Jackie Robinson, the best baseball player in the twentieth century, was the first African American to play in the Major League Baseball and opened up the generation for colored people to play baseball. He courageously changed and challenged the deeply rooted custom of racial segregation in both the north and the south. He also gave the African Americans a different focus for life then just stepping back and letting them get walked all over by the words form the whites. Jackie proved a lot from when he made major achievements in high school from a one parent family, to trying out for the Major Leagues. Then put in his will to create a foundation after he was deceased to help out teens that struggled through life like him.
Jackie Robinson came from a hardworking single-parent family with the strength to shake the world. He attended John Muir High School and also Pasadena Junior College (Jackie Robinson Foundation). At UCLA, Jackie became the first athlete to win varsity letters in four sports: baseball, basketball, football, and track (Official website). After he was turned away for wanting to play major league baseball, he put a lot of thought in to it and decided he needed to do something else first. He volunteered for the Army one year before war was declared and got sent on April 3rd (Mary 33). From 1942 to 1944, Robinson served as a second lieutenant in the United States Army in World War II, and was discharged from the Army in 1944 (The Biography).
After Jackie got back from the war, he began to think he could do anything and started thinking about baseball again. Robinson’s older brother, Matthew Robinson, inspired Jackie to pursue his talent and love for the game of baseball (Jackie Robinson Foundation). Jackie succeeded in putting the prejudice and racial stride aside, and showed everyone what a talented player he was. Particularly at the away games there was more racial abuse, but Robinson had an outstanding start with the royals (Jackie Robinson Foundation). After all his hard work and loyalty to the Royals, Jackie finally got asked to sign a contract with the Dodgers. April 10, 1947, is when the Dodgers purchased Jackie’s contract from the Montreal Royals (Sharon 32). The Dodgers had not had a colored player since 1889 (Jackie Robinson Official Website). Jackie belted his first major league home run when the Dodgers played the New York Giants at the Polo Grounds (Sharon 36). Jackie’s first game in the major leagues was at Ebbets Field, the Dodgers stadium in Brooklyn, New York. They beat the Boston Braves, 5-3 (Sharon 36). During his one season with Montreal, he won the batting championship with a .349 average, scored 113 runs, ranked second in the league in stolen bases. At the end of the season Jackie was voted most valuable player in the International League in 1949 (Sharon34). While the fans harassed Robinson from the stands, one of his teammates, Reese, walked over and put his arm around Robinson. This gesture has now become legendary in the game of baseball history (The Biography). After all of this hard work and dedication, Jackie put towards the game of baseball and also all the discrimination. He finally broke the color barrier on January 13, 1919, in Cairo, Georgia (Jackie Robinson Foundation). His Courage and moral objection to segregation were precursors to impact that Robinson had in major league baseball. From the beginning of Jackie’s career with the Dodgers, Rickey who was Jackie’s coach knew there were going to be difficult times ahead of the young athlete, and he made Robinson promise him to not fight back when confronted with racism (Jackie Robinson Foundation). After all the long and hard work Jackie did for the sport of baseball and for the younger colored athletes who weren’t brave enough to take on the risk. The Dodgers, in respect of Jackie, retired his uniform number, 42, in 1972 (The Biography).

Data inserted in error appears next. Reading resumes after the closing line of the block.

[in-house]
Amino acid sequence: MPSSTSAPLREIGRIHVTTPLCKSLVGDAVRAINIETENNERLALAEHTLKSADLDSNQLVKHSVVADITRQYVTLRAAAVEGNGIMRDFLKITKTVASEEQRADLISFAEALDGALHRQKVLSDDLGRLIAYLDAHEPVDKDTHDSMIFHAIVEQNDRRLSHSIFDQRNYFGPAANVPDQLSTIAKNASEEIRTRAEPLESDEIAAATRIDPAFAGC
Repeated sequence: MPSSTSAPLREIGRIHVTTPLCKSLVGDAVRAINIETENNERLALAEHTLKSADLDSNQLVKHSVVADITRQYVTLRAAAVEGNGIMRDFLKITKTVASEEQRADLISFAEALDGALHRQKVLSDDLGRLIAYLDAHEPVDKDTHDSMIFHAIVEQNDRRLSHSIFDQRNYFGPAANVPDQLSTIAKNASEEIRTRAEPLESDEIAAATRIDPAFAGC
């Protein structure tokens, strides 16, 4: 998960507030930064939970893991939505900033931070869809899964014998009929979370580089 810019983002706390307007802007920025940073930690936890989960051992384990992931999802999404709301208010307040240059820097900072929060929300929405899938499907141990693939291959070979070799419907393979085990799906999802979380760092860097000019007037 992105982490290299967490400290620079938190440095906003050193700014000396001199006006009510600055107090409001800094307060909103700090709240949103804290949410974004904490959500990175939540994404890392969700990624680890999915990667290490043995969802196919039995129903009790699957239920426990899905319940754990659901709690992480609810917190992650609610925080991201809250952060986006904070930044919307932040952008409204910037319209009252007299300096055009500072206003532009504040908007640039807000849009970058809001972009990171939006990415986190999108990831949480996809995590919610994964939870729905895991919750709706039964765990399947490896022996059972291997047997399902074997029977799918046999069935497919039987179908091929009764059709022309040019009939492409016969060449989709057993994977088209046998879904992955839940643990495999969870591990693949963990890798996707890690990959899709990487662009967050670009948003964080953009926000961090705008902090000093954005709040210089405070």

As Jackie kept on striving through his career in Major League Baseball, he learned that he could conquer anything that life through at him. When he retired on January 5, 1957, with a batting average of .311, he was the highest paid athlete in Dodgers history (The Biography). After baseball, Robinson became active in business and continued his work as an activist for social change. He died on October 24, 1972, in Stamford, Connecticut from heart problems and also diabetes complications. After his death, his wife established the Jackie Robinson Foundation because she knew that is what her husband would want. His foundation helps young people in need by providing them with scholarships and also mentoring programs.
In 1997 the world celebrated fifty years of Jackie breaking Major League Baseball’s color barrier (Jackie Robinson official Website). Jackie Robinson, the best baseball player in the 20th century, was the first African American to play in the Major League Baseball and opened up the generation for colored people to play baseball. Because of what Jackie went through, today the 1946 Royals are regarded as one of the greatest teams in the history of minor league baseball (Sharon 34). He courageously changed and challenged the deeply rooted custom of racial segregation in both the north and the south. Jackie Robinson’s life and legacy will be remembered as one of the most important in American history (Jackie Robinson official website).
“About Jackie Robinson.” The Jackie Robinson Foundation. NP. 2011. Web. 15 April 2014 “Biography” Jackie Robinson: The Oficial Website. NP. 2011. Web. 9 April 2014 “ Jackie Robinson.” 2014. The Biography.com. NP. 11 April 2014 Mary Kay Linge, “Jackie Robinson.” Westport, CT: Greenwood Press, 2007. Print. Sharon Robinson, “Promises to Keep.” Broadway, New York, NY: Scholastic Press, 2004. Print.